I want a FQDN to resolve using /etc/hosts + self-signed SSL cert. An app in the container needs to access the FQDN, but this FQDN needs to be simulated in a dev environment. So on the host I have the FQDN in /etc/hosts and I have a self-signed cert correctly setup with docker for each FQDN in question. The FQDNs are bound to each docker container running on the host. Of course each container can ping each other using its service name, but how can I allow each container to connect to another using its FQDN?
So the idea was to add an /etc/hosts per container that converts each FQDN into the correct IP to connect to each respective container. However, those containers are setup programmatically, so I’d rather not statically reference each IP in the “extra_hosts:” entry. How can I do this dynamically (whereas each FQDN = a service name)?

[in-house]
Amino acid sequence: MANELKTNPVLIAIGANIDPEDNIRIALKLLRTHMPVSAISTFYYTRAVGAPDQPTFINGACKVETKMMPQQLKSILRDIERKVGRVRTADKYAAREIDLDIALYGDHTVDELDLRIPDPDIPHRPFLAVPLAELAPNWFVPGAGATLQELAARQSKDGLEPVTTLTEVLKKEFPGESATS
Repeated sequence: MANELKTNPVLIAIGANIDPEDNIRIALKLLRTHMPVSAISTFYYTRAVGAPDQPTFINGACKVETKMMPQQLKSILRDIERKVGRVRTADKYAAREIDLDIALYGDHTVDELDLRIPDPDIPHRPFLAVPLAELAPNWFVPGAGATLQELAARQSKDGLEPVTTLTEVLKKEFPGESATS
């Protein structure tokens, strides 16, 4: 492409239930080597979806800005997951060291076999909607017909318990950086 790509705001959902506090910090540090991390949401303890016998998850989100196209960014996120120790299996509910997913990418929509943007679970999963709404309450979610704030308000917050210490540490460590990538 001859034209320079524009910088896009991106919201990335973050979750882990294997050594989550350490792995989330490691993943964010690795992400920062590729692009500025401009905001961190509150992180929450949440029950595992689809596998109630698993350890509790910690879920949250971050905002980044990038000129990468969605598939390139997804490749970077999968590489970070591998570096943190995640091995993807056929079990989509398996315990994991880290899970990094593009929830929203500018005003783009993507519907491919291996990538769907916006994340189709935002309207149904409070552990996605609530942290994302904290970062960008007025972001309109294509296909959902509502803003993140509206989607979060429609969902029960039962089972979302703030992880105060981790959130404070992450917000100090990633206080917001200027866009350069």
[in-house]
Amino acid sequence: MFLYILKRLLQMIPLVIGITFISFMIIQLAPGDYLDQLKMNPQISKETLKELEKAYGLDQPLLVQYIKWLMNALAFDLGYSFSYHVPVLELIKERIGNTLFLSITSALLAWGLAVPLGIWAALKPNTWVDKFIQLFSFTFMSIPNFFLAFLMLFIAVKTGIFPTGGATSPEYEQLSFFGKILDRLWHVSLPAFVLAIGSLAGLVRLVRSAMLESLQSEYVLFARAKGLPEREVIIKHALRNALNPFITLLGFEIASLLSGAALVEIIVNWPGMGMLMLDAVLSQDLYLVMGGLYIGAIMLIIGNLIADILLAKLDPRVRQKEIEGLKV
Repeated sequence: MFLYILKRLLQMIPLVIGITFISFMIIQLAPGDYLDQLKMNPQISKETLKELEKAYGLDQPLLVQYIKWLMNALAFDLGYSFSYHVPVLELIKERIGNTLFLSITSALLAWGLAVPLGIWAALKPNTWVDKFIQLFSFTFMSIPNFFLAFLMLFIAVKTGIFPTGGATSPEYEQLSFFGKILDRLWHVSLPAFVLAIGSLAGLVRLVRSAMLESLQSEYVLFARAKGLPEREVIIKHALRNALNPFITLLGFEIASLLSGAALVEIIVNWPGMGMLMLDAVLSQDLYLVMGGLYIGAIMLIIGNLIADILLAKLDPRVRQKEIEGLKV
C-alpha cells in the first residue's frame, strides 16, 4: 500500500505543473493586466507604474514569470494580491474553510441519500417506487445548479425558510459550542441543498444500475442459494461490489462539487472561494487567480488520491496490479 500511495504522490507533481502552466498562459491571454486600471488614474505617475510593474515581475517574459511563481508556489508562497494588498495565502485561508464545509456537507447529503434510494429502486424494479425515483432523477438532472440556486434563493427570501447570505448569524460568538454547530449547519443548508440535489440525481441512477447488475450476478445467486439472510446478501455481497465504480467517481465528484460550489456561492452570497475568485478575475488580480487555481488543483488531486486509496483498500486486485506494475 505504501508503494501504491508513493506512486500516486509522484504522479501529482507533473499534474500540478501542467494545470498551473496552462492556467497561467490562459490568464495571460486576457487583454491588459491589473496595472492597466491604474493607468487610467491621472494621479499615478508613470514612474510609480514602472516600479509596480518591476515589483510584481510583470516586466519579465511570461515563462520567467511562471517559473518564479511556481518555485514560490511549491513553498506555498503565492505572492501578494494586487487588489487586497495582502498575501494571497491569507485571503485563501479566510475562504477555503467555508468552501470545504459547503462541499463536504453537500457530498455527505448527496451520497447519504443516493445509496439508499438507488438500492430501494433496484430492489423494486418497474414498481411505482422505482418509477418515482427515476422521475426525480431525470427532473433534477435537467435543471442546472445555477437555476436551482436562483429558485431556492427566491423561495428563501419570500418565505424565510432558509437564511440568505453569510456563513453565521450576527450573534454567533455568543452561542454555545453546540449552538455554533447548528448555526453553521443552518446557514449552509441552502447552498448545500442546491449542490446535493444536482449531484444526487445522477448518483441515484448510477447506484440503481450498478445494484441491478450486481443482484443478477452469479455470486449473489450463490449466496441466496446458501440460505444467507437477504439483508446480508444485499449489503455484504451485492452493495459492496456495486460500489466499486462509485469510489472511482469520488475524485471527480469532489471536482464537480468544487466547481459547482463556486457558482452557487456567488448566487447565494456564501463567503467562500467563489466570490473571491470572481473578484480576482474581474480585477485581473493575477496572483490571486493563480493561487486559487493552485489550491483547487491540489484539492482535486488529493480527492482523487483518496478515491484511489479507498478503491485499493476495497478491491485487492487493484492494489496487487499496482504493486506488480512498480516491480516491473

If you add a host to your hosts file on the host machine, containers will not be able to use that unless the containers use the host network. Since you wrtote that you would not use the
extra_hosts parameter and using the host network would be even more problematic, I would say try to configure a local DNS server and set that DNS server on the Docker daemon. dockerd | Docker Documentation
You can search for something that dynamically handle your domain names. I found this project but I haven’t tried it so I have no idea if it works or not.
If it doesn’t work, try to search for an other.
another simple and useful solution to resolve this problem with Compose is to use “network aliases” : Networking in Compose | Docker Documentation
With that aliases, “nginx” container will be reachable from “api” container on http://api.localhost.
No need to update “/etc/hosts” inside “api” container.